@chrise384: Do you think that silence from Swarbrick this week means anything or do you think it’s status quo and BK is back in ’17?

I think Swarbrick’s been silent because there’s nothing else to say. He made his comment to ESPN that Kelly would be back in 2017. Why would it benefit him to say anything else?

Kelly also made comments—10 feet away from his boss—that he’d be back and doesn’t want to go anywhere. So other than releasing a 2:37 a.m. tweet reiterating Kelly’s intentions—and essentially calling B.S. on the reports that BK was looking to get out—there’s no reason to respond to the noise, when there’s a ton of work to do and big decisions still to make.

Speaking of those…

 

Domer521: Keith – The banquet is next Friday evening. Do you expect any announcements regarding recruits or DC/assistant coaches before then?

I don’t. For a variety of reasons, I think Kelly is waiting to make any formal moves on his staff until after that evening. And in reality, any college assistant that’s going to come to Notre Dame is probably coaching in a bowl game, and won’t leave his program until after that game is played.

(That doesn’t mean that BK isn’t lining things up. I expect that he is.)

So while the idea of getting a coordinator on hand now might be ideal, the reality of the situation is that you need someone ready to hit the recruiting trail after the New Year, taking the world by storm for that final month and closing stretch until Signing Day.

 

@GhostAKG: Many are saying Charlie Strong for our new DC. Is that good/realistic? And what are some of the names you’ve been hearing more?

I was one of the people to speculate, but the more you think about it the less it makes sense. Charlie Strong is a head coach. And a good one. Any return to South Bend would feel incredibly temporary, with the circus following every job vacancy that opens up—with fans and media speculating, “Is this the one to get Strong back to the head job?”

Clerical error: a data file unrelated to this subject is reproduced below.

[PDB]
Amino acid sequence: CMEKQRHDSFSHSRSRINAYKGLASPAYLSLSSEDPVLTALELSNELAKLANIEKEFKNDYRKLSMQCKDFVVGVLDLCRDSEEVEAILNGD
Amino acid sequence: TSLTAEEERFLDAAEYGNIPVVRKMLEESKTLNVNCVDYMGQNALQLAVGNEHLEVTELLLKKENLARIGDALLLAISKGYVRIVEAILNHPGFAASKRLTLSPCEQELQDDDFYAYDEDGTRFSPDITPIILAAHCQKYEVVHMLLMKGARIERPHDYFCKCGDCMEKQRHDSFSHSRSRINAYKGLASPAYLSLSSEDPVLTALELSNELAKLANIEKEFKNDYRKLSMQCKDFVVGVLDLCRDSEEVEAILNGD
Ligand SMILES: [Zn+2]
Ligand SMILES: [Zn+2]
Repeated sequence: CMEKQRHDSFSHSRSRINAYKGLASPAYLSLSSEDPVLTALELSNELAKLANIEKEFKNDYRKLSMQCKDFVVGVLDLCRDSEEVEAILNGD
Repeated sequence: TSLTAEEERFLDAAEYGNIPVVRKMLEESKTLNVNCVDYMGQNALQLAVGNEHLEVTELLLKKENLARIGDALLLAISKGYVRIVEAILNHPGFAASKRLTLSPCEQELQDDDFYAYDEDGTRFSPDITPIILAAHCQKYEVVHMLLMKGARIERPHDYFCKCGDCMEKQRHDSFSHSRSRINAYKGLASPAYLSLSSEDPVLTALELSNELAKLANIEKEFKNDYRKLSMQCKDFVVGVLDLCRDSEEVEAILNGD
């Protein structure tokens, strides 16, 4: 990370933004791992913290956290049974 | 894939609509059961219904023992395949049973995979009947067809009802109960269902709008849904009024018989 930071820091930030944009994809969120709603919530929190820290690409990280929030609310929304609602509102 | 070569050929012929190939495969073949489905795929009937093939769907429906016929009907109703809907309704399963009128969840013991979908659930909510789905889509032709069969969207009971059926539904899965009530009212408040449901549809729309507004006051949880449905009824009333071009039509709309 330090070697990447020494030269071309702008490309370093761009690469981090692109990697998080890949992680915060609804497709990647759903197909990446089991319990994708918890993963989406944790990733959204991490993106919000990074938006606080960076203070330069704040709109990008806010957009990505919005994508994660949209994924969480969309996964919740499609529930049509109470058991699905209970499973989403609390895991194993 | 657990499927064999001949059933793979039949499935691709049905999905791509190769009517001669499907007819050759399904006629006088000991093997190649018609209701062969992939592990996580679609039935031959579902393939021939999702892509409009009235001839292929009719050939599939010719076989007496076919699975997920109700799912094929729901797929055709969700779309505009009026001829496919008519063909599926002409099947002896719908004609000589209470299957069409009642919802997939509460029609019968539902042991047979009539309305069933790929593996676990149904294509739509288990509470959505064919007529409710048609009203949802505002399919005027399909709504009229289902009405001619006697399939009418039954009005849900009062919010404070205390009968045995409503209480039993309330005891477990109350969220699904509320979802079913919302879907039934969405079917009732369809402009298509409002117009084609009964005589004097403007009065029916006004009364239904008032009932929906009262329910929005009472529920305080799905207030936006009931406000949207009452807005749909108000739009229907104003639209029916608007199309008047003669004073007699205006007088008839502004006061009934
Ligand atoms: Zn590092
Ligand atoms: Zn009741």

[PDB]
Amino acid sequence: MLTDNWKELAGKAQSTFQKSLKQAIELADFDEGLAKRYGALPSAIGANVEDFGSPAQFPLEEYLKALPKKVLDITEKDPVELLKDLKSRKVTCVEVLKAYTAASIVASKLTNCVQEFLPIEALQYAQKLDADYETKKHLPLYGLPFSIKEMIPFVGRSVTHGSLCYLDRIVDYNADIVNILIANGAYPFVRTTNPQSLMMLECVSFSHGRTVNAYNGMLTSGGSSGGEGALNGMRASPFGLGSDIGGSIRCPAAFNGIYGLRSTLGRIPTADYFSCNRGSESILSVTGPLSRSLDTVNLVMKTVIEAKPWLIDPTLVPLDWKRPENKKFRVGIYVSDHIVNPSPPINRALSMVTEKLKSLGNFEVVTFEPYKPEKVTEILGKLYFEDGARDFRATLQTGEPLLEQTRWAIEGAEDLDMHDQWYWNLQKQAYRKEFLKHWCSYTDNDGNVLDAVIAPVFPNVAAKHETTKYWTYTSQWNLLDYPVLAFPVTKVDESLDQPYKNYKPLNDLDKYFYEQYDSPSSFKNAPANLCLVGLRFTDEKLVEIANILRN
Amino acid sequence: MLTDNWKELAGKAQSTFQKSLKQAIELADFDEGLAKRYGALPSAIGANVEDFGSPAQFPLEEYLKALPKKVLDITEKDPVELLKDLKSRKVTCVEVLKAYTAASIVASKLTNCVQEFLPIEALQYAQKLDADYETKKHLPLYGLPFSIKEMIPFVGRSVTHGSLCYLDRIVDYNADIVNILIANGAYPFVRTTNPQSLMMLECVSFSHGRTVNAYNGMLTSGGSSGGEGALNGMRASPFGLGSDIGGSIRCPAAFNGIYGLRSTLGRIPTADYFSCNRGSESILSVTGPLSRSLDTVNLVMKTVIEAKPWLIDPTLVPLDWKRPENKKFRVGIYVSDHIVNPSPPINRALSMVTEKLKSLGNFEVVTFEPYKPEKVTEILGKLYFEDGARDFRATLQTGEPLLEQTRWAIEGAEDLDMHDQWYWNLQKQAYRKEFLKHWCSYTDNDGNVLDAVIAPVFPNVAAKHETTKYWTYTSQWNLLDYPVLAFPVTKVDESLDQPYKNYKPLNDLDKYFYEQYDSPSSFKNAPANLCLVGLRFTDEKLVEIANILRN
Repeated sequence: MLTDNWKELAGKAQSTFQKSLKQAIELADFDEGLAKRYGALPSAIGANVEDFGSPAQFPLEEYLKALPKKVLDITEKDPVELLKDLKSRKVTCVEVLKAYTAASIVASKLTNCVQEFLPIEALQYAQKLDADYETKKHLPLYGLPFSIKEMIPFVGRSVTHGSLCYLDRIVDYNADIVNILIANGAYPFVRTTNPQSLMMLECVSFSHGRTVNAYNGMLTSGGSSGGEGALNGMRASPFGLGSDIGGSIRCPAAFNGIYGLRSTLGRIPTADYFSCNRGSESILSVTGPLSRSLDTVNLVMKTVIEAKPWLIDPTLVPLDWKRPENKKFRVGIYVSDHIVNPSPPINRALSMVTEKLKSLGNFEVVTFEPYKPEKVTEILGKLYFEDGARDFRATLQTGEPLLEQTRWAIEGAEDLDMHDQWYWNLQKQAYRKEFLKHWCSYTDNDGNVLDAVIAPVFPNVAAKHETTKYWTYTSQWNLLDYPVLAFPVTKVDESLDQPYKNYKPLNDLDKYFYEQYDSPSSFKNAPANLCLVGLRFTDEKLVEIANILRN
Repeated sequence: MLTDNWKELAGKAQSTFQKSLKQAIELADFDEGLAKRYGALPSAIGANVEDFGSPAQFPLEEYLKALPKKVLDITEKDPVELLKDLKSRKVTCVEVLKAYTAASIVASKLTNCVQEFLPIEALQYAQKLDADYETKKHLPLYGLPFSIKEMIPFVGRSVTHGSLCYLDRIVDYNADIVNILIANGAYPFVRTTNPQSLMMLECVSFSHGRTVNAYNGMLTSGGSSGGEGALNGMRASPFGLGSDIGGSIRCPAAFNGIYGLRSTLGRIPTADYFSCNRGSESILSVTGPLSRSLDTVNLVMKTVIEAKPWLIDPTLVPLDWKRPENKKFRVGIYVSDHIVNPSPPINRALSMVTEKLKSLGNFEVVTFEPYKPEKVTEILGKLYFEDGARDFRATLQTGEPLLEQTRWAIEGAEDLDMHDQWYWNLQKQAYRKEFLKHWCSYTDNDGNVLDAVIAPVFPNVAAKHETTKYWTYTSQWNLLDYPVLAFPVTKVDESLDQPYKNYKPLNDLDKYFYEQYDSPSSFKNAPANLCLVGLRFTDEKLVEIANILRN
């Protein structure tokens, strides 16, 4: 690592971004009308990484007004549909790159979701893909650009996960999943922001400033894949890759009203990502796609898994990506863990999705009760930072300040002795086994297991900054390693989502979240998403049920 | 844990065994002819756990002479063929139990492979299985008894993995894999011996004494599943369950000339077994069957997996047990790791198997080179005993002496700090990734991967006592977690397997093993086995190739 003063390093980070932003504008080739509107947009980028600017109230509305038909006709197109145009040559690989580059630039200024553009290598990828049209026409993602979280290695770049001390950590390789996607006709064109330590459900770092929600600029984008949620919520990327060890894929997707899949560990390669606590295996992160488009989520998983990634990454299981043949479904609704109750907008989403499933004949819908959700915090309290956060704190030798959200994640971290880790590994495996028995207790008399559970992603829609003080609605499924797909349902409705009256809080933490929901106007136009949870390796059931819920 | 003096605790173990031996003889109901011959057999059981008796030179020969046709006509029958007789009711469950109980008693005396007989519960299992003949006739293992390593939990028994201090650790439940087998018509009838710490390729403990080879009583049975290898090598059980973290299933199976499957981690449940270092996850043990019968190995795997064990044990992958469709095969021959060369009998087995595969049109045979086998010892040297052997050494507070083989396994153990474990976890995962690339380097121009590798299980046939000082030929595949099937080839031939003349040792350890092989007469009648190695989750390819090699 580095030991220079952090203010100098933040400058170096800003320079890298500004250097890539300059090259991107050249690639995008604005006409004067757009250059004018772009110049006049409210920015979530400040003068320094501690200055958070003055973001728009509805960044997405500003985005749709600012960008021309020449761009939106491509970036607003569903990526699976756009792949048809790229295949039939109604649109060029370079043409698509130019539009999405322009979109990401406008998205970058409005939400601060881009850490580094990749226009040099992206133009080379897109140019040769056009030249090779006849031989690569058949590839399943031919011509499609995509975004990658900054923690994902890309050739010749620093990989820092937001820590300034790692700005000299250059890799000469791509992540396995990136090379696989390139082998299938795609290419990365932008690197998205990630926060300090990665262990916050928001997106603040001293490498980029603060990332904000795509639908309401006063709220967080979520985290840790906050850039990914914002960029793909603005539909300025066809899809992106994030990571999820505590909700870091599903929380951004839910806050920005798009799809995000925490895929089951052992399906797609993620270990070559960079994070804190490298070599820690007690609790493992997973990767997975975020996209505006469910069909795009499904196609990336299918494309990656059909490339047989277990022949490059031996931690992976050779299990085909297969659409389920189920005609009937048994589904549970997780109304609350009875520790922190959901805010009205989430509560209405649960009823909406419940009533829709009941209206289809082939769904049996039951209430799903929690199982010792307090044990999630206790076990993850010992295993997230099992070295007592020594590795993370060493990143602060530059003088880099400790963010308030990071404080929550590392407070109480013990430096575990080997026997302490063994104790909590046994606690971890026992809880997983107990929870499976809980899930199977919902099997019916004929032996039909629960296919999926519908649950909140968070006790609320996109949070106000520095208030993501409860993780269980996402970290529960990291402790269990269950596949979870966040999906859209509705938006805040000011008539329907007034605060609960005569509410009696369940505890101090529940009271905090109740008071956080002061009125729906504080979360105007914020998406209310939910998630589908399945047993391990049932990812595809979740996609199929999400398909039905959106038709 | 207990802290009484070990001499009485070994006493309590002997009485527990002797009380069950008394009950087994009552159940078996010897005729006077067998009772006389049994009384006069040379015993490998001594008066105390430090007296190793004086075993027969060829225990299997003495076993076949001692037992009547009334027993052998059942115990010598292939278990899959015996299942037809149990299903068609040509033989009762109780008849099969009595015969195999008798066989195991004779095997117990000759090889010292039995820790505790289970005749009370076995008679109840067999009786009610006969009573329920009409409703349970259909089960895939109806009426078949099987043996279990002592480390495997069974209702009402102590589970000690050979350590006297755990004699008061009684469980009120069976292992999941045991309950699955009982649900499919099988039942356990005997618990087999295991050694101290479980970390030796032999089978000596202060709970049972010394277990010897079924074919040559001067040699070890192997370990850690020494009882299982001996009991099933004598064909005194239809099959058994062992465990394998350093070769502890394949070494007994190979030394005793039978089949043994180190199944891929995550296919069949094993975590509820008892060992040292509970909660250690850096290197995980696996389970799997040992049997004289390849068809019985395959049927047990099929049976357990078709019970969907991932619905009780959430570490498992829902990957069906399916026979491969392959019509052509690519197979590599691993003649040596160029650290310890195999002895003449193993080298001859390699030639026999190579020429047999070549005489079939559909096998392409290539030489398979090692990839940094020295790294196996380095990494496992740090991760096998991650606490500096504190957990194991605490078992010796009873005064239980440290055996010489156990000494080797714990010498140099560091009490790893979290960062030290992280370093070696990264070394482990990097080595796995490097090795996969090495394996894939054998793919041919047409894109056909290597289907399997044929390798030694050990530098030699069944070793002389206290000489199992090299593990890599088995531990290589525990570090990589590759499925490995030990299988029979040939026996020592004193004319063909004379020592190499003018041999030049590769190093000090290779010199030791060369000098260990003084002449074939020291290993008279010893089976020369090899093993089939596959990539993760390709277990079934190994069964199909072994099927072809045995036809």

That’s not a headache BK and company would want to deal with, especially when you consider how much this collective fanbase sweats out coordinator hires or parallel moves.

(Remember when Tony Alford left after Signing Day and it felt like someone died around here?)

Charlie Strong is a good man and a good coach. But that’s the wrong type of hire for ND. I think he’ll probably take a year off to examine the landscape, continue to cash those fat checks coming from Austin, and then get back into it next year.

 

irishwilliamsport:

Keith, I know this is an exercise in futility but I’ll ask a mailbag question… What would you guess BK’s combined job approval rating is among all fan bases ?

You’ve got me. No clue. Does anybody have a good job approval rating?

At this point, I don’t think anybody’s approval rating is all that high at 4-8, to the point that Jack Swarbrick—a guy who might be the most powerful and intelligent athletic director in the country—has seen fans turn on him as well.

I wasn’t quite sure what you were getting at with your question about “all fan bases,” but maybe you were talking about the perception of Kelly both inside and out of the program? If so, I thought Colin Cowherd’s take on Kelly, at least from a national perspective and a guy who watches a lot of college football, is interesting. (It’s a perspective that’s pretty common, I must say.)

 

codenamegee: 

What has Brian Kelly done to make you think he can win a championship at Notre Dame. Looking at his FBS coaching resume his teams have never beaten a top 5 team. I just don’t get why everyone thinks he’s a good coach. Notre Dame is poorly coached (too many mental breakdowns), offense lacks imagination (Running plays are too predictable, no tail back screens, no delay draws, lack of counters and traps). Yet all I hear how Brian Kelly is this great coach or Brian Kelly is a great offensive mind. If he is, he hasn’t showed it since he’s been in South Bend.